Thursday, July 3, 2008

Vitality from Vitamins

During the past several years vitamins, especially vitamins C and E, have taken a heavy handed attack by the FDA and pharmaceutical industry.

Currently vitamins are under attack in Canada through a proposed new law, C51. The effects of C51 can indeed limit vitamin access in the US.

Of course we've heard all the reports about how dangerous vitamins are for you, even though the studies have been faulty.

It is always heartening to hear of a study that shows just how beneficial vitamins can be for your health.

Surely by now you know that Big Pharma is more interested in the bottom line, and blocking access to vitamins while encouraging drug use.

Not so fast for me, and hopefully not you either.

Antioxidant vitamins can act to prevent inflammation, and this is just one good example of the proof they work.
Vitamins block post-meal grogginess in diabetics
By Anne Harding, Thu Jul 3, 2008

Fatty meals may cloud the brains of people with type 2 diabetes, but antioxidant vitamins can help clear the fog, Canadian researchers demonstrated in a study they conducted.

The findings suggest, the researchers say, that memory impairment after heavy meals in type 2 diabetics is related to oxidative damage.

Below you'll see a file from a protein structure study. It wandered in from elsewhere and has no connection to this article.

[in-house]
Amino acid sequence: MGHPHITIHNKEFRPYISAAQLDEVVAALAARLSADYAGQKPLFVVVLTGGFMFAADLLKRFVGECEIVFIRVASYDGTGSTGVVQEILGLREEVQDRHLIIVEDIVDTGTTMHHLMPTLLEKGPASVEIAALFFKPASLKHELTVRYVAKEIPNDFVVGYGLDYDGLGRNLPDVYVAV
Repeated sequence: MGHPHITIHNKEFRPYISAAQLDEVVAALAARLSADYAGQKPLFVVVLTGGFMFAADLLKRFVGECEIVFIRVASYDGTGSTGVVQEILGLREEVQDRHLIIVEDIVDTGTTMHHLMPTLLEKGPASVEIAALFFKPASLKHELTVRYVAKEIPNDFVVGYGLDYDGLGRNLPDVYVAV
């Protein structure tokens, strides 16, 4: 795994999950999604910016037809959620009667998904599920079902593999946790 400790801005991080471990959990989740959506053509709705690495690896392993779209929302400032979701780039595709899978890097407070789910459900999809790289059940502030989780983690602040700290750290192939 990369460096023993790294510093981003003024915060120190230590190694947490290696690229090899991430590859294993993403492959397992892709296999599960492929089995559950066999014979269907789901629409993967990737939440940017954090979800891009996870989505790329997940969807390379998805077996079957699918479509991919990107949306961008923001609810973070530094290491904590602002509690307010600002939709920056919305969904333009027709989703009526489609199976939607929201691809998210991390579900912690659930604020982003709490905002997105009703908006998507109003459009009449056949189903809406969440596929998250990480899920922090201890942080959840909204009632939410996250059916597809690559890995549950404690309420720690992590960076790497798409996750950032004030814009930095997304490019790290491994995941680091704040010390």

The findings shouldn't be interpreted to mean that people can avoid the harmful consequences of fatty foods and "bad carbs" by popping vitamin pills, Dr. Carol Greenwood of the University of Toronto, who was involved in the study, told Reuters Health.

In the study, Greenwood and colleague Michael Herman Chui had 16 men and women with type 2 diabetes who were 50 and older eat three different meals at three separate weekly sessions: a Danish, cheddar cheese and yogurt with whipped cream; water only; or the same meal plus 1000 milligrams of vitamin C and 800 international units of vitamin E.

They found that people performed worse on tests of verbal recall and working memory 105 minutes after eating the high fat meal. But when they took vitamins with the meal, they did just as well on the tests as they did after drinking water.

The cognitive effects observed in the study were subtle, but large enough to impair performance, Greenwood said in an interview. "It kind of makes the 50-year-old brain more like the 75-year-old brain," she explained. And these effects could accumulate to cause lasting damage, according to the researcher.

Greenwood said studies are planned using brain imaging to look at what exactly happens in the brain of diabetes patients after a heavy meal.

SOURCE: Nutrition Research, July 2008.

Copyright © 2008 Reuters Limited. All rights reserved.

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